Among older patients with lower respiratory tract infection (LRTI), the lactate dehydrogenase to albumin (LDH/ALB) ratio may be an independent predictor for in-hospital mortality. These findings, from a retrospective review, were published in the American Journal of Emergency Medicine.
Patients (N=4592) diagnosed with LRTI between 2018 and 2020 at the Changnam National University Hospital in South Korea were retrospectively assessed for clinical characteristics and outcomes.
Among all patients included in the study, the median age was 71 (IQR, 55-80) years, 57.2% were men, 23.6% had diabetes, 19.1% had dementia, 16.4% had a history of stroke, and 15.4% had a malignancy. Of these patients, 3011 were hospitalized and 1524 were discharged. Among patients (n=234) admitted to the intensive care unit, the overall mortality rate was 3.6%.
The researchers noted that patients who died differed significantly in terms of demographic characteristics, vital signs, laboratory results, severity index scale scores, transfer status, and comorbidities (all P £.001). In addition, comorbidities that were not significantly different among these patients included heart failure (P =.339), chronic liver disease (P =.234), and chronic kidney disease (P =.152).
Compared with other albumin-based ratios and severity scales, the area under the receiver operating characteristic curve (AUC) for predicting in-hospital mortality was wider for the LDH/ALB ratio (AUC, 0.808; 95% CI, 0.757-0.842; P <.001). The researchers also calculated the AUC for other albumin-based ratios, including the blood urea nitrogen to albumin (BUN/ALB) ratio (AUC, 0.785; 95% CI, 0.758-0.811; P <.001), lactate to albumin ratio (AUC, 0.762; 95% CI, 0.733-0.781; P <.001), and C-reactive protein to albumin ratio (AUC, 0.729; 95% CI, 0.698-0.760; P <.001).
The researchers noted that the AUC for predicting in-hospital mortality was 0.781 for pneumonia severity index scores (95% CI, 0.734-0.789; P <.001); 0.656 for modified early warning scores (MEWS;95% CI, 0.624-0.699; P <.001); and 0.744 for confusion, uremia, increased respiratory rate, hypotension, and being older than 65 years (CURB-65) scores (95% CI, 0.717-0.771; P <.001).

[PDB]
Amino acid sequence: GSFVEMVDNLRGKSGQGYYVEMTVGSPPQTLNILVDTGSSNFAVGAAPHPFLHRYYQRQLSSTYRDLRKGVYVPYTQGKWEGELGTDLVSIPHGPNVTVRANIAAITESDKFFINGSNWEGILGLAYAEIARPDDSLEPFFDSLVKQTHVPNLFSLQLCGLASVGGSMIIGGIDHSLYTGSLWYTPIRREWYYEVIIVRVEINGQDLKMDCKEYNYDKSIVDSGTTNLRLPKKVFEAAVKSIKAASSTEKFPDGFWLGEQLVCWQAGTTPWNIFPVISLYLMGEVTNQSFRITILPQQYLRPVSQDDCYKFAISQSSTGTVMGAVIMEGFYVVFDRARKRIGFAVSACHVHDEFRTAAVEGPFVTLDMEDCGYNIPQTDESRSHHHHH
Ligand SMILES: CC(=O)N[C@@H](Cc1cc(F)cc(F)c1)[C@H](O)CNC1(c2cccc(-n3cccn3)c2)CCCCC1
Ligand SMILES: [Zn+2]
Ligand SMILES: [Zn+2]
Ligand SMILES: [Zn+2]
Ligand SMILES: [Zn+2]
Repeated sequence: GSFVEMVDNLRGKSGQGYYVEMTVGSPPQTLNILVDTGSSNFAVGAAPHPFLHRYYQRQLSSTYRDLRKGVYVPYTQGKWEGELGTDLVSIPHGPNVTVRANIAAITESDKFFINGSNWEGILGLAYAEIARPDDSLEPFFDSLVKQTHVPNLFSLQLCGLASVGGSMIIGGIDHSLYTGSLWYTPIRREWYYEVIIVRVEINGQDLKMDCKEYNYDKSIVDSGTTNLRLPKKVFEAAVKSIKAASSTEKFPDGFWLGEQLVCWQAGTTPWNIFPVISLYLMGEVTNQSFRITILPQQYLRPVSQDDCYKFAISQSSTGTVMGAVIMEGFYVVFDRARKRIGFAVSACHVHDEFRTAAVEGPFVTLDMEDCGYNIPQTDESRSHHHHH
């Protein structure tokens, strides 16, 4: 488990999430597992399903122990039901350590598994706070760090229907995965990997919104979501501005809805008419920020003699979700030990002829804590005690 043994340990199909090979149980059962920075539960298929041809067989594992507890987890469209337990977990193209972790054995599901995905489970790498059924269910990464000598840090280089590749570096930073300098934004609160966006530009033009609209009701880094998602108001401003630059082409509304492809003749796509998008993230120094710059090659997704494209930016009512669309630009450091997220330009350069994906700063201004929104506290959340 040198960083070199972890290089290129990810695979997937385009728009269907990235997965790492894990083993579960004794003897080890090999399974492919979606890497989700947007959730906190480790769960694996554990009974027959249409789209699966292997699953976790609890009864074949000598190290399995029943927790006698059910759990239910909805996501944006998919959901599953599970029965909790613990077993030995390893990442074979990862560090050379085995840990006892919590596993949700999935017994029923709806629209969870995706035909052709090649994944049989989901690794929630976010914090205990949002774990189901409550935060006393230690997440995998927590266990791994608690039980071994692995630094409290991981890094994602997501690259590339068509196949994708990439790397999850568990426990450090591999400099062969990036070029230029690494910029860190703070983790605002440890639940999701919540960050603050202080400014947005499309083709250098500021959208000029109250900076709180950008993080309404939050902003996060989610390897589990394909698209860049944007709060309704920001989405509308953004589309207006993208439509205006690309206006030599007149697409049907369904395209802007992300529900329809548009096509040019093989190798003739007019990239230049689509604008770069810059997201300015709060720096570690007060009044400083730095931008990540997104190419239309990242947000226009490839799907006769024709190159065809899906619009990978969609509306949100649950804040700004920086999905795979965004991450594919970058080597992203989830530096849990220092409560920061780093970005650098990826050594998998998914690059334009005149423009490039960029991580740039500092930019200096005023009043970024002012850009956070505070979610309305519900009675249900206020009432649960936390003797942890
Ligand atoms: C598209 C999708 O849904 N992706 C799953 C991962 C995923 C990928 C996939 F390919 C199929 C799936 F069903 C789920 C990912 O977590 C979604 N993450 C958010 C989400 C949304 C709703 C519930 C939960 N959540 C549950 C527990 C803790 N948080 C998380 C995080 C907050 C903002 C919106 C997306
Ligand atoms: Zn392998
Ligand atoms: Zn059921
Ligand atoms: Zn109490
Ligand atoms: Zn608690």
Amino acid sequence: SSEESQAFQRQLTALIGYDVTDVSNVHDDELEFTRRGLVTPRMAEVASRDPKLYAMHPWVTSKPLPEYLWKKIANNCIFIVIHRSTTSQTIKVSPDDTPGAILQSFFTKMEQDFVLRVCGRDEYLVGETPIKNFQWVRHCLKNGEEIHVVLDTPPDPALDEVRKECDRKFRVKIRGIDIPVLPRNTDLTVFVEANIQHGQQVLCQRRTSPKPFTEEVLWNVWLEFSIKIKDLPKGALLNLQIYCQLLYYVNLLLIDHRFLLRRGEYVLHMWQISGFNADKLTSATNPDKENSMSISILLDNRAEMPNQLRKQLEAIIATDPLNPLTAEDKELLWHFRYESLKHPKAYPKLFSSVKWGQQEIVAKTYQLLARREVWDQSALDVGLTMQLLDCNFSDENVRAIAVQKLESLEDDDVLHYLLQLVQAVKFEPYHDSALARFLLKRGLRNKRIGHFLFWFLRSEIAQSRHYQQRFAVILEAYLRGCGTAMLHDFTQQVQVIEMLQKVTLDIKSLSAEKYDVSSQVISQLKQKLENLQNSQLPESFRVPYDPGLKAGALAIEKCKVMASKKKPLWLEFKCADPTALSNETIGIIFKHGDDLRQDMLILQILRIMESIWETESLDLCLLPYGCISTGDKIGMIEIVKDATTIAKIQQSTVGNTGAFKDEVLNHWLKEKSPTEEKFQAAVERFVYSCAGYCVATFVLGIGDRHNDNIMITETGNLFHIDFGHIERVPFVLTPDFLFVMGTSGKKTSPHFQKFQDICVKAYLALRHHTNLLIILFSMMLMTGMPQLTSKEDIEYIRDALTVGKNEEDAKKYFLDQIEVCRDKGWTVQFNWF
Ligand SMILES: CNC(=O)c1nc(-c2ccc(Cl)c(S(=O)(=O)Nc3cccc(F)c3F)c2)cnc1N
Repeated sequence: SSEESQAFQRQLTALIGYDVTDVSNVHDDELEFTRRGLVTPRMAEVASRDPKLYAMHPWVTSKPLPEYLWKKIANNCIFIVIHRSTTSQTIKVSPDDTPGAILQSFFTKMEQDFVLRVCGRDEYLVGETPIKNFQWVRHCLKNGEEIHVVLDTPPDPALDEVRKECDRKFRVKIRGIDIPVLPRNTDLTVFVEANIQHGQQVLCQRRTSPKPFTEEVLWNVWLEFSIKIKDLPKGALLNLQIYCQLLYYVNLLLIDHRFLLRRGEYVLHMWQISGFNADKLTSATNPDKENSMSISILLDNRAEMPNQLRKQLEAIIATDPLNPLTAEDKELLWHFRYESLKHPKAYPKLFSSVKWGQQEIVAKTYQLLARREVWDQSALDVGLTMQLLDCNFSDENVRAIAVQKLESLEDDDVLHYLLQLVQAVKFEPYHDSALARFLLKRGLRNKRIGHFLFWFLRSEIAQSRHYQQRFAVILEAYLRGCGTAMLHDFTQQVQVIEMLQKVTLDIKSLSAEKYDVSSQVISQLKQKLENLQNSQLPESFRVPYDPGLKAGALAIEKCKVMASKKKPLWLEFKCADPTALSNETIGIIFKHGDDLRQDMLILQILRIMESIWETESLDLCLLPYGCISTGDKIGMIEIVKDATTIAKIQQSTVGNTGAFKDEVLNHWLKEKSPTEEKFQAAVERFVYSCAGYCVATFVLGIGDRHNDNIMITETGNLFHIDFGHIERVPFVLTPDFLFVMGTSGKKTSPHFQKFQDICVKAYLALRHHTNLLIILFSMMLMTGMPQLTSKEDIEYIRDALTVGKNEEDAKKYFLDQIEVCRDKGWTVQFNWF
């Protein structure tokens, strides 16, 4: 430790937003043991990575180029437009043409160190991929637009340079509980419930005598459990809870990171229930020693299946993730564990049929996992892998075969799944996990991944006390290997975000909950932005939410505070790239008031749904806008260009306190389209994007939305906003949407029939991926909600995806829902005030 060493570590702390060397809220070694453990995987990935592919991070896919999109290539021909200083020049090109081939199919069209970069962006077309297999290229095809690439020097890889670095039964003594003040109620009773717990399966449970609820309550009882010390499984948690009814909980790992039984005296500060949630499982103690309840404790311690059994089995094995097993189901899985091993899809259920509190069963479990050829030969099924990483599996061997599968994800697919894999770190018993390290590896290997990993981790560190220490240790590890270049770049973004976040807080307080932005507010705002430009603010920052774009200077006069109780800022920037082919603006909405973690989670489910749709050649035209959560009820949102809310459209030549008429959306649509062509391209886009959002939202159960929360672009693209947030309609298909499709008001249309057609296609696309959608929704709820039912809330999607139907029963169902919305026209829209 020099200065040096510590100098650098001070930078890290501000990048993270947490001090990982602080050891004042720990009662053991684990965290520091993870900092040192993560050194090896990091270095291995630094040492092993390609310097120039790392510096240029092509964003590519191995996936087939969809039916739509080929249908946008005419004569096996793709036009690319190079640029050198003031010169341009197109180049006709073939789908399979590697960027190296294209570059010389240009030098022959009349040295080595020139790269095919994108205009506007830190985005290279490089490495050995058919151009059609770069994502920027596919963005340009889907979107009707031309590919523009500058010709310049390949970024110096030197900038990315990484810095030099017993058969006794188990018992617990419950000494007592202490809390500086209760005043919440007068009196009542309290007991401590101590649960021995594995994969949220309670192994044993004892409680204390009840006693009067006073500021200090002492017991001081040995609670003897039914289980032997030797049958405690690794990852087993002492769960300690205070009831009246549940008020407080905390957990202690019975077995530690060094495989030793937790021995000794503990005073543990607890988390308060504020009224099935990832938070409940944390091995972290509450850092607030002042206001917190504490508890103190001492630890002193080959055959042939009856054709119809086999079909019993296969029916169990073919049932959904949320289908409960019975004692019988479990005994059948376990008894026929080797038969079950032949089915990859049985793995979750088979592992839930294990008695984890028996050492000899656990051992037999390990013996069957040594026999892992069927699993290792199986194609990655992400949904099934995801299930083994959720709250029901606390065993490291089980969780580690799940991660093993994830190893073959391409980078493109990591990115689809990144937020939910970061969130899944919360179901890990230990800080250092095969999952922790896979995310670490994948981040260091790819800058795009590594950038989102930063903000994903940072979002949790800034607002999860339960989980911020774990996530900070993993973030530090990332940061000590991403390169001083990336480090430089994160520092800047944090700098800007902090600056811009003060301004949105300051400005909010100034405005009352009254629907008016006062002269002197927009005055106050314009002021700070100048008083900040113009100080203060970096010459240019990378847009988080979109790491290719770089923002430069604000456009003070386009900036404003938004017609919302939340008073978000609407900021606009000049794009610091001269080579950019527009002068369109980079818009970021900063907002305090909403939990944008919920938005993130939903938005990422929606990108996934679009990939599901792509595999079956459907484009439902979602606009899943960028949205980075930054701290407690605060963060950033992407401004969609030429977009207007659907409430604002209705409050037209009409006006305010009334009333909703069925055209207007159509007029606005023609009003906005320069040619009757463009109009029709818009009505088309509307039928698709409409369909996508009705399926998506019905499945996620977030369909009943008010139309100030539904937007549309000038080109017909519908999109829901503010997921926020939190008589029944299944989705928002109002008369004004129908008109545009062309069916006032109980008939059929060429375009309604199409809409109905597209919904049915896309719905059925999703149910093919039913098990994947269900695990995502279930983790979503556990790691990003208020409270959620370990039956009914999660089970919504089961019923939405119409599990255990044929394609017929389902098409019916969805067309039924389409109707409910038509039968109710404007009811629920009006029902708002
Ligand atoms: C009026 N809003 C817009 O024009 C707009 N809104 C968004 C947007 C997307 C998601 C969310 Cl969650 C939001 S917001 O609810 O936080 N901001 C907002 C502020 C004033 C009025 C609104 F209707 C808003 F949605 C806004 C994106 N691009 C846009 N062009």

The researchers performed a multivariate logistic regression analysis to determine the effect other variables had on the in-hospital mortality of LRTI. Variables found to be predictive of in-hospital included being older than 80 years (adjusted odds ratio [aOR], 4.74; 95% CI, 1.86-14.77; P =.003), being between 70 and79 years (aOR, 4.41; 95% CI, 1.74-13.68; P =.004), and oxygen saturations greater than 90% (aOR, 2.49; 95% CI, 1.80-3.45; P <.001). In addition, thrombocytopenia (aOR, 1.54; 95% CI, 1.11-2.14; P =.010), leukocyte counts of less than 4000 or greater than 12,000/mm3 (aOR, 1.50; 95% CI, 1.12-1.99; P =.006), MEWS (aOR, 1.11; 95% CI, 1.04-1.19; P =.001), BUN/ALB ratio (aOR, 1.03; 95% CI, 1.01-1.05; P =.003), and LDH/ALB ratio (aOR, 1.00; 95% CI, 1.00-1.00; P <.001) were also predictive of in-hospital mortality.
Compared with patients whose LDH/ALB ratio was less than 150, an LDH/ALB ratio between 150 and 250 was associated with an increased risk of in-patient mortality (aOR, 1.93; 95% CI, 1.35-2.77; P <.001), with a greater increased risk observed among those whose LDH/ALB ratio was greater than 250 (aOR, 4.15; 95% CI, 2.72-6.35; P <.001).
The ideal cutoff of the LDH/ALB ratio for in-hospital mortality was 166.3, with a sensitivity of 73.3%, specificity of 74.9%, positive predictive value of 30.2%, and negative predictive value of 95.0%.
This study was limited by its single center setting and retrospective design.
The researchers noted that “the LDH/ALB ratio showed better results compared with other albumin-based ratios and other severity scales.” They concluded that the “…LDH/ALB ratio could be used as an independent prognostic factor for the in-hospital mortality [of] patients [with LRTI].”
Lee B-K, Ryu S, Oh S-K, et al. Lactate dehydrogenase to albumin ratio as a prognostic factor in lower respiratory tract infection patients. Am J Emerg Med. 2021;52:54-58. doi:10.1016/j.ajem.2021.11.028
This article originally appeared on Infectious Disease Advisor